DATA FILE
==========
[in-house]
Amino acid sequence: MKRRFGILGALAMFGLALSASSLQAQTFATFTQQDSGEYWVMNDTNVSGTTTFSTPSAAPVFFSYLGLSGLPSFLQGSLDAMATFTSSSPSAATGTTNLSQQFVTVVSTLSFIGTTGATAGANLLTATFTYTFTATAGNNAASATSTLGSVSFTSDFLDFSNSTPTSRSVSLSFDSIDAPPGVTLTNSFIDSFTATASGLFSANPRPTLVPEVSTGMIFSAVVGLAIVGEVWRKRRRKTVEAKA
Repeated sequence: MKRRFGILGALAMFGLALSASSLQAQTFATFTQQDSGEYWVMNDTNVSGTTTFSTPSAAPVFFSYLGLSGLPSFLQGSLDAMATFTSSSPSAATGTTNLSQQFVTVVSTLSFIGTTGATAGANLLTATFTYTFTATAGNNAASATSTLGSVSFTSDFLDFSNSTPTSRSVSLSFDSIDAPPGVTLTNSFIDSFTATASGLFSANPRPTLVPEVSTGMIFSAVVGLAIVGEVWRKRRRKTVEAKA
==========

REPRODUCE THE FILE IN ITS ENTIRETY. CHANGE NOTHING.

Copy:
[in-house]
Amino acid sequence: MKRRFGILGALAMFGLALSASSLQAQTFATFTQQDSGEYWVMNDTNVSGTTTFSTPSAAPVFFSYLGLSGLPSFLQGSLDAMATFTSSSPSAATGTTNLSQQFVTVVSTLSFIGTTGATAGANLLTATFTYTFTATAGNNAASATSTLGSVSFTSDFLDFSNSTPTSRSVSLSFDSIDAPPGVTLTNSFIDSFTATASGLFSANPRPTLVPEVSTGMIFSAVVGLAIVGEVWRKRRRKTVEAKA
Repeated sequence: MKRRFGILGALAMFGLALSASSLQAQTFATFTQQDSGEYWVMNDTNVSGTTTFSTPSAAPVFFSYLGLSGLPSFLQGSLDAMATFTSSSPSAATGTTNLSQQFVTVVSTLSFIGTTGATAGANLLTATFTYTFTATAGNNAASATSTLGSVSFTSDFLDFSNSTPTSRSVSLSFDSIDAPPGVTLTNSFIDSFTATASGLFSANPRPTLVPEVSTGMIFSAVVGLAIVGEVWRKRRRKTVEAKA